Viking 'Parliament' Discovered Beneath Parking Lot in Scotland

thing site excavations in dingwall scotland
A parking lot in Scotland was once the site of a Viking parliament, new research suggests (Image credit: copyright Dr. Oliver J. O'Grady)

A Viking parliamentary site that dates to the 11th century has been found beneath a parking lot in Scotland.

The site, located in the town of Dingwall, Scotland, was dubbed a "Thing" site, referring to its name in antiquity. Like other Thing sites, this one was likely a place where ancient Norsemen gathered to settle legal disputes, uphold laws and make key political decisions.

"It's a fantastic find, really," said Oliver J. T. O'Grady, the director of the site's excavations and an archaeologist who runs an archaeological consulting firm called OJT Heritage. "No one's had dating [information] from a Thing site in Scotland."

The Thing

Historians had long wondered whether Dingwall was a site of a Viking parliamentary gathering known as the Thing because the word Dingwall probably originated from the word thingvellir, which means "the field of the assembly." [Fierce Fighters: 7 Secrets of Viking Culture]

Such Thing sites are scattered from Iceland to Norway to the Shetland Islands, and Norsemen traveled from far and wide to get to the seasonal gatherings, often to settle disputes that would otherwise end in bloodshed. But Things were held mostly at open-air fields, and people only stayed temporarily, leaving relatively few archaeological traces of their presence.

"Many archaeologists have said, 'How do you find the archaeology of a bunch of people gathering together?'" O'Grady told LiveScience.

O'Grady and his colleagues at The Thing Project, which works on similar sites around Europe, were not deterred, because traces of temporary dwelling booths had turned up at other Thing sites.

Digging up democracy

Using historical records, the team found a mound near the inlet of an estuary in Dingwall that was called the moothill, or assembly mound, in the 13th century. Later on, Scottish earls were buried there. In 1947, local authorities bulldozed the top of the mound and turned the area into a parking lot. (Parking lots seem to be rich sources of history in the U.K. — Richard III's skeleton was found underneath a parking lot, as was a medieval knight in Scotland.)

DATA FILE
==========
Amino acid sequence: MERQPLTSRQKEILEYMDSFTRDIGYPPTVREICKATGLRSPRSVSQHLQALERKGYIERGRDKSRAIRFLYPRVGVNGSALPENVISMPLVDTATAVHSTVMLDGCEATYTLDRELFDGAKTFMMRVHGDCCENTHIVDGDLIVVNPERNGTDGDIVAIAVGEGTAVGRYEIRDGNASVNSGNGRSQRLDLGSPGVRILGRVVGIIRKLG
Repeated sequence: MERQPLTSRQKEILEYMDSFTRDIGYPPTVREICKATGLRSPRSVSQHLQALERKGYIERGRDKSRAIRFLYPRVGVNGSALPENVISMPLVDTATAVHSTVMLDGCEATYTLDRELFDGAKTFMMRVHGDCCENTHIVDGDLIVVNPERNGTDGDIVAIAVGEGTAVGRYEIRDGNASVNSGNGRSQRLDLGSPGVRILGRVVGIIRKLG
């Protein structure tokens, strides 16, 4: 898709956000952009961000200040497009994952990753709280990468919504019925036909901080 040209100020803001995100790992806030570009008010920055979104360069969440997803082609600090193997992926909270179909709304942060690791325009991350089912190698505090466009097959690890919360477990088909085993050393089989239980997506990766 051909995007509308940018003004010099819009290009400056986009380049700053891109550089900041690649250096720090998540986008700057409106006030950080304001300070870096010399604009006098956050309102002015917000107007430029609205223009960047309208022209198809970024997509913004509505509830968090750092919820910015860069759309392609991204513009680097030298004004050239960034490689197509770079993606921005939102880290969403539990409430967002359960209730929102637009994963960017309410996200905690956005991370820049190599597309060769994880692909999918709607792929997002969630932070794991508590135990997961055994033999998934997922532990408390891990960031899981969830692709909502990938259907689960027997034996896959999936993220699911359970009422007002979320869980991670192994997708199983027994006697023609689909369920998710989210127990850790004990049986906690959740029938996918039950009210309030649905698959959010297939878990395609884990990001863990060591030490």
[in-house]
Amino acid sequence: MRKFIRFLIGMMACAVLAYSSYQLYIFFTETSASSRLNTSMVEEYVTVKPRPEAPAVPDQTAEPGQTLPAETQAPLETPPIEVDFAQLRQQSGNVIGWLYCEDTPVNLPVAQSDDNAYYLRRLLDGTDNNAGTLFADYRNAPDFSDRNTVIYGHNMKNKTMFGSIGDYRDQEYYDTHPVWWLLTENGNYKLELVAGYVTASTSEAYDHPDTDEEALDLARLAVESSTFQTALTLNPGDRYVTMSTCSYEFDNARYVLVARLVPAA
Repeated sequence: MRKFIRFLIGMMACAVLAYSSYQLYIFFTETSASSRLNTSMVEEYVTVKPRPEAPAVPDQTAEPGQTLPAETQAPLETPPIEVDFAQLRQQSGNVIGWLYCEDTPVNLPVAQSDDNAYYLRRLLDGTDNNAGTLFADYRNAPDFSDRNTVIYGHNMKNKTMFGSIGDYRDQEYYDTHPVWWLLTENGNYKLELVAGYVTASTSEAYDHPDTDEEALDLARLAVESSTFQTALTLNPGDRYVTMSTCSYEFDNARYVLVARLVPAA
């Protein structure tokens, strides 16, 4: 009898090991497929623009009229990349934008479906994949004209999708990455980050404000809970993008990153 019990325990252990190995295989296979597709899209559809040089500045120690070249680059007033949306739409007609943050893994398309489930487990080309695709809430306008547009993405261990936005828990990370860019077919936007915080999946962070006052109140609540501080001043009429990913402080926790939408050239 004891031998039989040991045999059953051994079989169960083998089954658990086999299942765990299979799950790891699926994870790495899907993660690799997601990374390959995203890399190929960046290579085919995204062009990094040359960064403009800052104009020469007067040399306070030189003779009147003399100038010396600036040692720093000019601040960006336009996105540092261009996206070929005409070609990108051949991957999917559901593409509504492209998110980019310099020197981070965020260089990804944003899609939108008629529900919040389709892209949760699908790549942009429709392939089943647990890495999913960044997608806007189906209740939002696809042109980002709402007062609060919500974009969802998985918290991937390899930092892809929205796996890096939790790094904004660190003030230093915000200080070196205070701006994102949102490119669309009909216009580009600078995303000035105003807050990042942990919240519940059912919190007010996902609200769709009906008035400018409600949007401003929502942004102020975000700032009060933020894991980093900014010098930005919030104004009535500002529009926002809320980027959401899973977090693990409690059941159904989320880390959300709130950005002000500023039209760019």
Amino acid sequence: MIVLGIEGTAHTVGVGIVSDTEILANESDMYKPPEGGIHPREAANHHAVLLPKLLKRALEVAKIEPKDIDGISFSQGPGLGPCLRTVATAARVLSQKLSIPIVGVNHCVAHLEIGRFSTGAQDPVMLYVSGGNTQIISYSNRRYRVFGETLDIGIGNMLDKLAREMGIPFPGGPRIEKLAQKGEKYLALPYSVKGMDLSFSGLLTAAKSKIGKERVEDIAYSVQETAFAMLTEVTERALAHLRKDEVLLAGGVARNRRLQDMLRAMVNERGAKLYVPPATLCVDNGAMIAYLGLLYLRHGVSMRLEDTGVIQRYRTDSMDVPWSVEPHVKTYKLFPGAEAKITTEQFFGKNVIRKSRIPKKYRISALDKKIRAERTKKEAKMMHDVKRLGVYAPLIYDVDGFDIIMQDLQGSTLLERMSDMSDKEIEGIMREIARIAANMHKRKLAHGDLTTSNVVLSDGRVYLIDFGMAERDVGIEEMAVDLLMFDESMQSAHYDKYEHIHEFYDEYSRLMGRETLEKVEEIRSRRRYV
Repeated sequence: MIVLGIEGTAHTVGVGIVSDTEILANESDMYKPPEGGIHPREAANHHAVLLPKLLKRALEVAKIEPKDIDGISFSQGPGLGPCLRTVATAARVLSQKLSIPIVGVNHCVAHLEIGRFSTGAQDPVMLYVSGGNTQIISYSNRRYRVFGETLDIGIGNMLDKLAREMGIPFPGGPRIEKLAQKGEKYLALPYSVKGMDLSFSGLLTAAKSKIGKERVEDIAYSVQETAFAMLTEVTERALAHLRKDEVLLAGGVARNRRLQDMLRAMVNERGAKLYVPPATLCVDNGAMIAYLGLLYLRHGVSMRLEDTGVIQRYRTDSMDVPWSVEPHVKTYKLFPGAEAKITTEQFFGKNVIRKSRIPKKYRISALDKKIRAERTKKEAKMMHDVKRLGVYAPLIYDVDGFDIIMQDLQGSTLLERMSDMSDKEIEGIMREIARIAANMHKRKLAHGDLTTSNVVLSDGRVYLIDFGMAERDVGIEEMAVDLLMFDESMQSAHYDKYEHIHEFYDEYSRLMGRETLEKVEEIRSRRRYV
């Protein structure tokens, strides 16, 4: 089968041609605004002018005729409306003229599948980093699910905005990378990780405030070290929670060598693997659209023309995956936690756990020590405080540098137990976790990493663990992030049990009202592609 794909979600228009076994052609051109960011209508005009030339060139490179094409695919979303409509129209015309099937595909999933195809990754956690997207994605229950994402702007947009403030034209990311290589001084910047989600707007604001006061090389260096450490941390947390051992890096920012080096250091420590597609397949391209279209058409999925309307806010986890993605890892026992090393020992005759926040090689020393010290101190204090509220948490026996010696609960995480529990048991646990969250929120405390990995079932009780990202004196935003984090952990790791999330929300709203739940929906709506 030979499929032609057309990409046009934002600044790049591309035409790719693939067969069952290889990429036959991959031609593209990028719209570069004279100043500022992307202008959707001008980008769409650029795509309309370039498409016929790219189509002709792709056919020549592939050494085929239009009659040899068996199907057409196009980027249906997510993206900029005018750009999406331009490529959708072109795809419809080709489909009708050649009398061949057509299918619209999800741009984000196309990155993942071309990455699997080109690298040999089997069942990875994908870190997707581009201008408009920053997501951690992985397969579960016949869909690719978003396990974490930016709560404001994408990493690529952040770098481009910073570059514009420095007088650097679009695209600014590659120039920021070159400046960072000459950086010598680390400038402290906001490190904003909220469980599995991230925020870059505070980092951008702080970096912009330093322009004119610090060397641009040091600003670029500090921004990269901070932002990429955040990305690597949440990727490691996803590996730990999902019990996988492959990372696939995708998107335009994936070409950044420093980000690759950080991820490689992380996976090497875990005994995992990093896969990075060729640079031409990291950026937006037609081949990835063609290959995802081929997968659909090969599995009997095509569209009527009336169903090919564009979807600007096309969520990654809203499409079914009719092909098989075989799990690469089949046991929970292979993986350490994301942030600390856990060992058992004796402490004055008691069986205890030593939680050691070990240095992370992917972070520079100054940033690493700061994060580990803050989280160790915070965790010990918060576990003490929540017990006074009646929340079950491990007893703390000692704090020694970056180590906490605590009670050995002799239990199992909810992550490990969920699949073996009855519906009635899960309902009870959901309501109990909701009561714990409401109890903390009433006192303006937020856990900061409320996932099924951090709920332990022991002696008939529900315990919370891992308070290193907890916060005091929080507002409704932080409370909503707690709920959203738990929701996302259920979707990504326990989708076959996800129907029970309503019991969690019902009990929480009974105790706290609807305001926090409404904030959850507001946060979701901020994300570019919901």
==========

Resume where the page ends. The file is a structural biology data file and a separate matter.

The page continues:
The team dug a small trench across the mound and used radioactive carbon isotopes, or atoms of carbon with different molecular weights, to date the charcoal found in the soil. (These radioactive isotopes decay at different rates and can be used to date soils and objects.)

The team found that some of the upper layers of the soil date to the medieval period, likely when it was called the moothill, and contain shards of pottery and fragments of an iron vessel.

A site in Dingwall, Scotland, revealed traces of a 13th century iron vessel underneath a parking lot. (Image credit: Dr. Oliver J. T. O'Grady)

But below that, the team found the first layers that were used to construct the mound, with soil dating to around the 11th century.

By this period of history, the Vikings were no longer feared marauders sailing the seas and raiding Europe. Instead, the people who gathered at Dingwall were more likely subjects of Norse kings who ruled from the Orkney and Shetland Islands.

No one knows yet who built the site, though the sheer size of the mound suggests it was a fairly significant undertaking that required a lot of political power and resources.

No historical documents mention a Thing gathering site near the region, but Earl Thorfinn the Mighty came down from the Orkney Islands at the time and fought a battle in the general region.

"He would certainly have had a political reason to make a statement," O'Grady said.

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Tia Ghose
Managing Editor

Tia is the managing editor and was previously a senior writer for Live Science. Her work has appeared in Scientific American, and other outlets. She holds a master's degree in bioengineering from the University of Washington, a graduate certificate in science writing from UC Santa Cruz and a bachelor's degree in mechanical engineering from the University of Texas at Austin. Tia was part of a team at the Milwaukee Journal Sentinel that published the Empty Cradles series on preterm births, which won multiple awards, including the 2012 Casey Medal for Meritorious Journalism.